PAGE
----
Recycling Day: Too Much Ketchup

Too Much Ketchup
(originally posted 4/16/2011)

SURROUNDED BY WOMEN
SURROUNDED BY WOMEN

Last week was interesting. Daughter Jill and family stayed with me for four days while the painter and carpenter were busy at their house. The invasion discombobulated me a little. I kept forgetting to take my calcium tablet before bed. Also, I forgot what I had in the refrigerator because I’m not used to seeing that much food in there. Mysterious food. The kind I never buy.

But other than that, things went fairly smoothly. The grandkids were on their best behavior. I’m sure there were threats along the way, but I don’t need to know about them. One evening it was just them and me around the dinner table, when the conversation, as it will, drifted to Christian’s food allergies, a subject on which every female in his family is an expert. It began when he was squeezing ketchup onto his plate and, as I recall, went something like this…

Maria: That’s too much. You aren’t supposed to have that much ketchup.
Christian [still squeezing]: Leave me alone, Maria. I can have ketchup.
Grace: He can have ketchup.
Maria: [To Christian] Stop that. Mom said you aren’t supposed to have that much.
[To me] Mom doesn’t let him have that much ketchup.
Grace: He can have ketchup. Ketchup isn’t in the nut family.
Maria: Ketchup is in the tomato family. He can’t have that much.
Christian: I keep telling Mom I don’t have food allergies, but she doesn’t believe me!
Maria: [To Christian] Ketchup is in the tomato family. Remember when you had that spaghetti sauce? Your eye got like THIS.
[To me] Mom doesn’t let him have that much ketchup.
Christian: Ketchup isn’t in the nut family.
Maria: [Heavy sigh accompanied by eye rolling]
Grace: Chili is in the nut family.

Too many nuts in the family, if you ask me.

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Recycling Day: Searching for God and Underpants

I have decided Tuesday would be a good day to sift through the Archives here and recycle posts I’m particularly fond of. Because it’s my blog and I can. Also because writing something new and fascinating more than once a week is kind of tiresome. (I know some of you think, now that I’m retired, I have nothing but time on my hands. Actually, that’s true, but it doesn’t mean I want to spend all of it creating more stuff to fill this space.) Sometimes Tuesday may fall on a Wednesday. We’ll see.

Searching for God and Underpants
(originally posted 9/23/10)

MY DAUGHTERS WHEN THEY HAD BIG HAIR AND WERE STILL CATHOLIC
MY DAUGHTERS WHEN THEY HAD BIG HAIR AND WERE STILL CATHOLIC

We baptized Baby Bret recently. He was baptized in the Lutheran church, which was a bit odd for me. My own children were baptized and raised to be good Catholics. They defected, every one, a puzzling thing and still a little irritating. It isn’t that I can’t go with the flow, but excuse me, I must have spent close to $100,000 on Catholic schools over the years, and if I had known how things would turn out, I would have taken advantage of free public education like everyone else.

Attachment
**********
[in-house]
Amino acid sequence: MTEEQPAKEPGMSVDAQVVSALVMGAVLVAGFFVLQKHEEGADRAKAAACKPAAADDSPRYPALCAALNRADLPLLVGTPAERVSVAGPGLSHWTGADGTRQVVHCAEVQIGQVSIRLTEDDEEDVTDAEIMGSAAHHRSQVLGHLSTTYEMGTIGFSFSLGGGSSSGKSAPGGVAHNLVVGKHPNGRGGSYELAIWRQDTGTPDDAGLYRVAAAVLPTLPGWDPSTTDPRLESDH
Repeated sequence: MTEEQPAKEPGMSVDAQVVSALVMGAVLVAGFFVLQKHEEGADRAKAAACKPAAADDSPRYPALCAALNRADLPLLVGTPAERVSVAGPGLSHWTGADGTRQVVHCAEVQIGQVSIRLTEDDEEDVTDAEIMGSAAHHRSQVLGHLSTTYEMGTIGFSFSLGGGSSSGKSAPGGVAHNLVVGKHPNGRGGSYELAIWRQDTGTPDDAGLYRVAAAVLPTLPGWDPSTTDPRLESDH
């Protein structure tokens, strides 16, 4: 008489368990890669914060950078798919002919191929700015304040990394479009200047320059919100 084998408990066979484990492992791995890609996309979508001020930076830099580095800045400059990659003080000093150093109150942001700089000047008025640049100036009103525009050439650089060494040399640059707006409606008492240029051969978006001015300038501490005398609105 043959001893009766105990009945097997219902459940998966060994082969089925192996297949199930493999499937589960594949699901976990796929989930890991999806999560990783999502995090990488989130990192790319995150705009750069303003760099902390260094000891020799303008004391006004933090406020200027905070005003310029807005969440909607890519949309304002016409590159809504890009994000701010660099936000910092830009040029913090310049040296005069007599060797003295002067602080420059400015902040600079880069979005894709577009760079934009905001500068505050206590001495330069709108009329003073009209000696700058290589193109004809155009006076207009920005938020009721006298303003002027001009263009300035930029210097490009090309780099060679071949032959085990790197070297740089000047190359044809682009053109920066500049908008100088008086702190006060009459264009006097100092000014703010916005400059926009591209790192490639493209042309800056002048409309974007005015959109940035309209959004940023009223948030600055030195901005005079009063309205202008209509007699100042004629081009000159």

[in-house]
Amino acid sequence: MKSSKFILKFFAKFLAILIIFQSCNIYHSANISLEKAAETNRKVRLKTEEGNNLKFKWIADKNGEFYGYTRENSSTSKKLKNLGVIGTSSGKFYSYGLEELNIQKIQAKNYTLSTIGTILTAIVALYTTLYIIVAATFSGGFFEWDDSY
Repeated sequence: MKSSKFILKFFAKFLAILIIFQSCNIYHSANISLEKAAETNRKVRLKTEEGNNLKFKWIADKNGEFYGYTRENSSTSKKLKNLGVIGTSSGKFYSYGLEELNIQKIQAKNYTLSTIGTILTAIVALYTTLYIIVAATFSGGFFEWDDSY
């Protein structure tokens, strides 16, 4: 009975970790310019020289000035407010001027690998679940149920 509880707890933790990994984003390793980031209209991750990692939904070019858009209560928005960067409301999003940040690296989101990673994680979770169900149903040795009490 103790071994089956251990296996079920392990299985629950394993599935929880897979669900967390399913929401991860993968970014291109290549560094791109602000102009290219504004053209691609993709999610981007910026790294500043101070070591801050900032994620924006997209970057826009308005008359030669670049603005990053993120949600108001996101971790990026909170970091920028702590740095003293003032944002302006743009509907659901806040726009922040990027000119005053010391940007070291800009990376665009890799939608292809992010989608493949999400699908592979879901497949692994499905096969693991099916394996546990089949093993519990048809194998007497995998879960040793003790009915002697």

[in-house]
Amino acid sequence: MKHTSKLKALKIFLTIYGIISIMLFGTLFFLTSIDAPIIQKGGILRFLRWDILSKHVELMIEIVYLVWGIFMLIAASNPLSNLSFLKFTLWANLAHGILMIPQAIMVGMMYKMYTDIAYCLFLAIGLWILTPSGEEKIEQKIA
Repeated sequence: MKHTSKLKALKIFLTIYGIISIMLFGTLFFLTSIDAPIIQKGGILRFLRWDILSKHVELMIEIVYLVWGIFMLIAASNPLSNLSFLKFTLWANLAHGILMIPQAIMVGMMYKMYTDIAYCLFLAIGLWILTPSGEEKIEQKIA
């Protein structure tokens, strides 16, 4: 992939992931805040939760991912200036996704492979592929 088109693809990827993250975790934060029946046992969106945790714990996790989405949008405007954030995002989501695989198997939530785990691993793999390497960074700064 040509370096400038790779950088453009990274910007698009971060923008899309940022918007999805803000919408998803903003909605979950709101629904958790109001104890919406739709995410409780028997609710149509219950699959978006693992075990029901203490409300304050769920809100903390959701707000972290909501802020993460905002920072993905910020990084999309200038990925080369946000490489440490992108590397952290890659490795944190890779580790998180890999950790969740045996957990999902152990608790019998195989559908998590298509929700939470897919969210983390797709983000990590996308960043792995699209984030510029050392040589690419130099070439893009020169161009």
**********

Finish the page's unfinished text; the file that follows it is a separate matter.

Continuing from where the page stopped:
Gina, who is Baby Bret’s mother, had no problem being Catholic right through her expensive college education with the Jesuits. Then she met Bret Sr. and promptly converted to Lutheranism. My middle daughter, Jill, and her family are some religion I can never remember the name of but they sing really loud. And the oldest, Jessica, who I thought had settled on Episcopalianism or Presbyterianism, is on the hunt for her spiritual home again and presently attending the Unitarian church.

It rankles a little, I must admit. All that money and my grandkids don’t know the Hail Mary.

Moving along… The baptism went well. The service was nice and Baby Bret never said boo, not even when he was passed around like a plate of rumaki. Afterward everyone drove to my house for lunch, simply because adding a fourth person to his parents’ house has made it impossible to squeeze in guests even if someone sits on the diaper pail and someone else holds the breast pump.

Lunch was nice, too, if hectic. Jill had an anxiety attack when she realized five-year-old Grace wasn’t wearing underpants. Apparently Grace sat through the entire church service in her little red sundress and white shoes and no underpants. So I went searching for little girl underwear, couldn’t find any, and ended up pinning the sides on a pair of my own for her. Gracie was utterly disgusted, but I just told her, “That’s what you get for not wearing underpants. You have to wear your grandma’s.”

The weather was good.

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